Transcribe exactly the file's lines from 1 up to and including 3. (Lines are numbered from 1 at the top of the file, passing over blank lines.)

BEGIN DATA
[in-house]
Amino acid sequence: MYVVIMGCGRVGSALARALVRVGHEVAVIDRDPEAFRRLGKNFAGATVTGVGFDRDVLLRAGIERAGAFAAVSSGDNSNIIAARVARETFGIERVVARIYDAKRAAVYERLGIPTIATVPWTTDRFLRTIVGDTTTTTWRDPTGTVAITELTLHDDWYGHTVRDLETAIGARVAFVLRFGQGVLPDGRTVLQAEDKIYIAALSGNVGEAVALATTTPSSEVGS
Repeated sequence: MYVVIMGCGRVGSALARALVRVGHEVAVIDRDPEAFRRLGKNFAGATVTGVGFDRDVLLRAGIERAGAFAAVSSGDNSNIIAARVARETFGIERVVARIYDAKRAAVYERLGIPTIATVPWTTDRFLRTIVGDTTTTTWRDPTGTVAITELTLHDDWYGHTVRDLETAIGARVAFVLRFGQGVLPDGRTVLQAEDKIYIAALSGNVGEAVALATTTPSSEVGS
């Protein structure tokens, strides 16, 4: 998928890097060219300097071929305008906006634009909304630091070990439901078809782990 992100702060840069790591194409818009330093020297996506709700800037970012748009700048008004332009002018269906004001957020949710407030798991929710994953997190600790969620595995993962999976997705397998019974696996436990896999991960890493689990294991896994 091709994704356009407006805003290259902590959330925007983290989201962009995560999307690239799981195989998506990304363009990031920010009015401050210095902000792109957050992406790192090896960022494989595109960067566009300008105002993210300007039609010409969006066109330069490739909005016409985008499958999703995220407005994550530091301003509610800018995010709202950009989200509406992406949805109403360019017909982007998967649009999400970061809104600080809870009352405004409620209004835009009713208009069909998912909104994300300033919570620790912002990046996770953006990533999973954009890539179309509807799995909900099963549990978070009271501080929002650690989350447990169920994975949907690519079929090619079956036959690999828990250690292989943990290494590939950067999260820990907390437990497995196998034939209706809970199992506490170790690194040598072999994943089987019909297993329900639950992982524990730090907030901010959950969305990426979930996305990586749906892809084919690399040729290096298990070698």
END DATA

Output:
[in-house]
Amino acid sequence: MYVVIMGCGRVGSALARALVRVGHEVAVIDRDPEAFRRLGKNFAGATVTGVGFDRDVLLRAGIERAGAFAAVSSGDNSNIIAARVARETFGIERVVARIYDAKRAAVYERLGIPTIATVPWTTDRFLRTIVGDTTTTTWRDPTGTVAITELTLHDDWYGHTVRDLETAIGARVAFVLRFGQGVLPDGRTVLQAEDKIYIAALSGNVGEAVALATTTPSSEVGS
Repeated sequence: MYVVIMGCGRVGSALARALVRVGHEVAVIDRDPEAFRRLGKNFAGATVTGVGFDRDVLLRAGIERAGAFAAVSSGDNSNIIAARVARETFGIERVVARIYDAKRAAVYERLGIPTIATVPWTTDRFLRTIVGDTTTTTWRDPTGTVAITELTLHDDWYGHTVRDLETAIGARVAFVLRFGQGVLPDGRTVLQAEDKIYIAALSGNVGEAVALATTTPSSEVGS